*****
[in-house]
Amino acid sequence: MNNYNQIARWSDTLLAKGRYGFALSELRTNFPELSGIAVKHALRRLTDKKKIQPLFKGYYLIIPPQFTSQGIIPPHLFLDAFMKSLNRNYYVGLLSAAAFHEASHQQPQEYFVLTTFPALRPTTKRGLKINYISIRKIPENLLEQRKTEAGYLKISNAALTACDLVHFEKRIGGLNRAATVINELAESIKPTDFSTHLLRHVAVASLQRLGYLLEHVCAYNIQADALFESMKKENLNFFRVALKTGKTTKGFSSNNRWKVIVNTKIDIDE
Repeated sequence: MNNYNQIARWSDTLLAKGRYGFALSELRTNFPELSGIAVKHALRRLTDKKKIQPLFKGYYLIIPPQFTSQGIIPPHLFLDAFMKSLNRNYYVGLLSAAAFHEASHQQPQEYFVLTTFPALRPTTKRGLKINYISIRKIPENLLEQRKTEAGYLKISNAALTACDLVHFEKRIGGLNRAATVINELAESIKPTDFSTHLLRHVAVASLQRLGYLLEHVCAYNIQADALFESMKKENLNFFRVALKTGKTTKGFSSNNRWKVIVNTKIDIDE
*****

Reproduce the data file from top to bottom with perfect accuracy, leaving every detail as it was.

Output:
[in-house]
Amino acid sequence: MNNYNQIARWSDTLLAKGRYGFALSELRTNFPELSGIAVKHALRRLTDKKKIQPLFKGYYLIIPPQFTSQGIIPPHLFLDAFMKSLNRNYYVGLLSAAAFHEASHQQPQEYFVLTTFPALRPTTKRGLKINYISIRKIPENLLEQRKTEAGYLKISNAALTACDLVHFEKRIGGLNRAATVINELAESIKPTDFSTHLLRHVAVASLQRLGYLLEHVCAYNIQADALFESMKKENLNFFRVALKTGKTTKGFSSNNRWKVIVNTKIDIDE
Repeated sequence: MNNYNQIARWSDTLLAKGRYGFALSELRTNFPELSGIAVKHALRRLTDKKKIQPLFKGYYLIIPPQFTSQGIIPPHLFLDAFMKSLNRNYYVGLLSAAAFHEASHQQPQEYFVLTTFPALRPTTKRGLKINYISIRKIPENLLEQRKTEAGYLKISNAALTACDLVHFEKRIGGLNRAATVINELAESIKPTDFSTHLLRHVAVASLQRLGYLLEHVCAYNIQADALFESMKKENLNFFRVALKTGKTTKGFSSNNRWKVIVNTKIDIDE